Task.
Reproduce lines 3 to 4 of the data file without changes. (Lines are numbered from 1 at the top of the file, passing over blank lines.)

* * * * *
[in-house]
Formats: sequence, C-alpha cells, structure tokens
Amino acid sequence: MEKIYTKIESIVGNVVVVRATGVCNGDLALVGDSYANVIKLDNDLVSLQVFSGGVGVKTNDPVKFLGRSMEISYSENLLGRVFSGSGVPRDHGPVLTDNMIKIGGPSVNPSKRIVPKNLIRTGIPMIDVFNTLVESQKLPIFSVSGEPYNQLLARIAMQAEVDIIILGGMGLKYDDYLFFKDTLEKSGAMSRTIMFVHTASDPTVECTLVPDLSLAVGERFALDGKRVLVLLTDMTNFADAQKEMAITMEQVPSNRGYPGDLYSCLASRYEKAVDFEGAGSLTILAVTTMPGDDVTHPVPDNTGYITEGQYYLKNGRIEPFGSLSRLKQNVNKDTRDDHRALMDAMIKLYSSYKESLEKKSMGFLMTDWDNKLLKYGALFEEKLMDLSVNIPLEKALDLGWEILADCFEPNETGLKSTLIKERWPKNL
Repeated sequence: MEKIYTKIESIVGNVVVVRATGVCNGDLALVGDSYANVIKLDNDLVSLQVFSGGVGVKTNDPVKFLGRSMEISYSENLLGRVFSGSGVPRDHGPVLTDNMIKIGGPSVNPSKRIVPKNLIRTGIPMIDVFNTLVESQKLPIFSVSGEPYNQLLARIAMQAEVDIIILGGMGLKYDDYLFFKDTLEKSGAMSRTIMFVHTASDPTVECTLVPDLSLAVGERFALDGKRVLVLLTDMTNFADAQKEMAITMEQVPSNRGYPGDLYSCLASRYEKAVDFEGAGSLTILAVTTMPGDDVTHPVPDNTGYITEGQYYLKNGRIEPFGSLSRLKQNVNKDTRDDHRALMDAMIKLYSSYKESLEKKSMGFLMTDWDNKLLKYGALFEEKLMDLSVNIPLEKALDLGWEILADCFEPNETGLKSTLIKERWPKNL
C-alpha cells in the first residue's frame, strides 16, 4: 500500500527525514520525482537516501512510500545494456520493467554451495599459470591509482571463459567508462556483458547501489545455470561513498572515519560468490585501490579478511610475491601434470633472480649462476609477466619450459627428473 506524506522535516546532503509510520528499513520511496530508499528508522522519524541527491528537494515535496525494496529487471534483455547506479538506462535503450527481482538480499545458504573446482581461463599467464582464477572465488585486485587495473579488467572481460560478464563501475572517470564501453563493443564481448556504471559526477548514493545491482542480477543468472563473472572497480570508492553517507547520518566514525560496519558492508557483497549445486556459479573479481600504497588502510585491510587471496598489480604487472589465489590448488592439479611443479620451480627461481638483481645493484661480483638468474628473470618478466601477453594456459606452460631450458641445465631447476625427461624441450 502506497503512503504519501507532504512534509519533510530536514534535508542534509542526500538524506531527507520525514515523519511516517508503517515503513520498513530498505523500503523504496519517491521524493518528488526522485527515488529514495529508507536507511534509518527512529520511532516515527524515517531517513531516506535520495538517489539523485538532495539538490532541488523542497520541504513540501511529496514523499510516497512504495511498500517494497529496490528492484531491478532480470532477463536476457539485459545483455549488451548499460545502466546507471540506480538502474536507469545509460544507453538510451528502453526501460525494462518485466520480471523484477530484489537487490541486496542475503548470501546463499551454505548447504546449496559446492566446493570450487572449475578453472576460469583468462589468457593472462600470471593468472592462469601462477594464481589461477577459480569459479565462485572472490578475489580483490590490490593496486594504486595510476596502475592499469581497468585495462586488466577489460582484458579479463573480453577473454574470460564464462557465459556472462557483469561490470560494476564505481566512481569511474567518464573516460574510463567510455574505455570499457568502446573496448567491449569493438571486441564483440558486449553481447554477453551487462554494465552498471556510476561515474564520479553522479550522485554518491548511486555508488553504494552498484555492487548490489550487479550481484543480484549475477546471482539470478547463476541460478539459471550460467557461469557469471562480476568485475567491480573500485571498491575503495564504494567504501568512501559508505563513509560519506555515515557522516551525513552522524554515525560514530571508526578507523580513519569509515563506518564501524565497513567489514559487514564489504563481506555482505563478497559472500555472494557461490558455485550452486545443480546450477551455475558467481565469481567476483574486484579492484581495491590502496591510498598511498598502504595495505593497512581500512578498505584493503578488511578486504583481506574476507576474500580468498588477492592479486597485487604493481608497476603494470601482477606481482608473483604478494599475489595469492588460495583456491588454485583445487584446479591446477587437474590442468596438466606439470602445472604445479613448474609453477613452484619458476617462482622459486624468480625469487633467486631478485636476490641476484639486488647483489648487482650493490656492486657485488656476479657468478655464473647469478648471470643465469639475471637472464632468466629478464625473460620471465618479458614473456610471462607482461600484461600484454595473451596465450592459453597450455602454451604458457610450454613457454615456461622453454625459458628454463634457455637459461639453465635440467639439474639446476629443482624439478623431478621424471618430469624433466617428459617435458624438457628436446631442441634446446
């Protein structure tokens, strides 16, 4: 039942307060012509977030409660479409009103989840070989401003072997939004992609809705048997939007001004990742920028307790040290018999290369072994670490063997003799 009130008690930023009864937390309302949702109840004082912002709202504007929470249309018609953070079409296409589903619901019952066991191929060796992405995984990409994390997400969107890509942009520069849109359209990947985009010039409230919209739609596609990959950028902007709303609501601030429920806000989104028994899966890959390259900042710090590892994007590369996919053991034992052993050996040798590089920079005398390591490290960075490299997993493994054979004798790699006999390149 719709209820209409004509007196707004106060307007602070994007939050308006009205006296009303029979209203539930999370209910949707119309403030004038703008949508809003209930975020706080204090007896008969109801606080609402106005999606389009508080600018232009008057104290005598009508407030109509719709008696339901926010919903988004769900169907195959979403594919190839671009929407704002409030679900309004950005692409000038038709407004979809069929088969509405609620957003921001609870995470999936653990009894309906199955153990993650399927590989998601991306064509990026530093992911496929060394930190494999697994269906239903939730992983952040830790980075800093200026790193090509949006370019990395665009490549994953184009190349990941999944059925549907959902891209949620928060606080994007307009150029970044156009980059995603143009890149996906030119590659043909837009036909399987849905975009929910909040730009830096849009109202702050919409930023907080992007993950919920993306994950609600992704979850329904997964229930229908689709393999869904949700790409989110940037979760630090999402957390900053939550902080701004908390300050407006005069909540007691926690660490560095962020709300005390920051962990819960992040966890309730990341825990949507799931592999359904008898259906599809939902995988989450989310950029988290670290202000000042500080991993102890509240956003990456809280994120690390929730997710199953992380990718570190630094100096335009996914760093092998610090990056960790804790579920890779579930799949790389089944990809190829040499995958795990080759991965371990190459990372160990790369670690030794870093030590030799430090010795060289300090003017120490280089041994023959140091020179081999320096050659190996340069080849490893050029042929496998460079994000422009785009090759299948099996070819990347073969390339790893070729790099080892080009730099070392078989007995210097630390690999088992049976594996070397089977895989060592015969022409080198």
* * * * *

Amino acid sequence: MEKIYTKIESIVGNVVVVRATGVCNGDLALVGDSYANVIKLDNDLVSLQVFSGGVGVKTNDPVKFLGRSMEISYSENLLGRVFSGSGVPRDHGPVLTDNMIKIGGPSVNPSKRIVPKNLIRTGIPMIDVFNTLVESQKLPIFSVSGEPYNQLLARIAMQAEVDIIILGGMGLKYDDYLFFKDTLEKSGAMSRTIMFVHTASDPTVECTLVPDLSLAVGERFALDGKRVLVLLTDMTNFADAQKEMAITMEQVPSNRGYPGDLYSCLASRYEKAVDFEGAGSLTILAVTTMPGDDVTHPVPDNTGYITEGQYYLKNGRIEPFGSLSRLKQNVNKDTRDDHRALMDAMIKLYSSYKESLEKKSMGFLMTDWDNKLLKYGALFEEKLMDLSVNIPLEKALDLGWEILADCFEPNETGLKSTLIKERWPKNL
Repeated sequence: MEKIYTKIESIVGNVVVVRATGVCNGDLALVGDSYANVIKLDNDLVSLQVFSGGVGVKTNDPVKFLGRSMEISYSENLLGRVFSGSGVPRDHGPVLTDNMIKIGGPSVNPSKRIVPKNLIRTGIPMIDVFNTLVESQKLPIFSVSGEPYNQLLARIAMQAEVDIIILGGMGLKYDDYLFFKDTLEKSGAMSRTIMFVHTASDPTVECTLVPDLSLAVGERFALDGKRVLVLLTDMTNFADAQKEMAITMEQVPSNRGYPGDLYSCLASRYEKAVDFEGAGSLTILAVTTMPGDDVTHPVPDNTGYITEGQYYLKNGRIEPFGSLSRLKQNVNKDTRDDHRALMDAMIKLYSSYKESLEKKSMGFLMTDWDNKLLKYGALFEEKLMDLSVNIPLEKALDLGWEILADCFEPNETGLKSTLIKERWPKNL